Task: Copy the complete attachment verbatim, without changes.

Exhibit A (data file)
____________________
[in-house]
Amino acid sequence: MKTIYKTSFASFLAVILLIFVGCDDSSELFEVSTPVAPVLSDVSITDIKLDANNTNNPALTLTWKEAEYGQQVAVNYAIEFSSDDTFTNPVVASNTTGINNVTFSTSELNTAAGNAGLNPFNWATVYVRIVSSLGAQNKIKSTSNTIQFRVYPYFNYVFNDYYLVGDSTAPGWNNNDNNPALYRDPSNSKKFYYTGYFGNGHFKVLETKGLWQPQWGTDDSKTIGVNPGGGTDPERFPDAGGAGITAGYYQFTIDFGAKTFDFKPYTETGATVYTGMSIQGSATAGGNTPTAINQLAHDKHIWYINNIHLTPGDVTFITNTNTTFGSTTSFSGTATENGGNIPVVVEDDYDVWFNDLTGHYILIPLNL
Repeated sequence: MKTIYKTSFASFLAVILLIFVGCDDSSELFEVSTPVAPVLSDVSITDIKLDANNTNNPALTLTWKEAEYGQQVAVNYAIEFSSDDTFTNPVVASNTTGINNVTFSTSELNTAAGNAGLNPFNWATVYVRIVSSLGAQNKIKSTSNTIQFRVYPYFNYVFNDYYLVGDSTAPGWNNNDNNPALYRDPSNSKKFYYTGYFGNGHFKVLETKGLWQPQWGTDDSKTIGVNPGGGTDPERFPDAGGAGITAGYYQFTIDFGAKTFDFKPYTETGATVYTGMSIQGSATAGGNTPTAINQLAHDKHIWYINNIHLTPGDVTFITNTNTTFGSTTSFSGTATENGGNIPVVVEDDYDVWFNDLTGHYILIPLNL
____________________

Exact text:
[in-house]
Amino acid sequence: MKTIYKTSFASFLAVILLIFVGCDDSSELFEVSTPVAPVLSDVSITDIKLDANNTNNPALTLTWKEAEYGQQVAVNYAIEFSSDDTFTNPVVASNTTGINNVTFSTSELNTAAGNAGLNPFNWATVYVRIVSSLGAQNKIKSTSNTIQFRVYPYFNYVFNDYYLVGDSTAPGWNNNDNNPALYRDPSNSKKFYYTGYFGNGHFKVLETKGLWQPQWGTDDSKTIGVNPGGGTDPERFPDAGGAGITAGYYQFTIDFGAKTFDFKPYTETGATVYTGMSIQGSATAGGNTPTAINQLAHDKHIWYINNIHLTPGDVTFITNTNTTFGSTTSFSGTATENGGNIPVVVEDDYDVWFNDLTGHYILIPLNL
Repeated sequence: MKTIYKTSFASFLAVILLIFVGCDDSSELFEVSTPVAPVLSDVSITDIKLDANNTNNPALTLTWKEAEYGQQVAVNYAIEFSSDDTFTNPVVASNTTGINNVTFSTSELNTAAGNAGLNPFNWATVYVRIVSSLGAQNKIKSTSNTIQFRVYPYFNYVFNDYYLVGDSTAPGWNNNDNNPALYRDPSNSKKFYYTGYFGNGHFKVLETKGLWQPQWGTDDSKTIGVNPGGGTDPERFPDAGGAGITAGYYQFTIDFGAKTFDFKPYTETGATVYTGMSIQGSATAGGNTPTAINQLAHDKHIWYINNIHLTPGDVTFITNTNTTFGSTTSFSGTATENGGNIPVVVEDDYDVWFNDLTGHYILIPLNL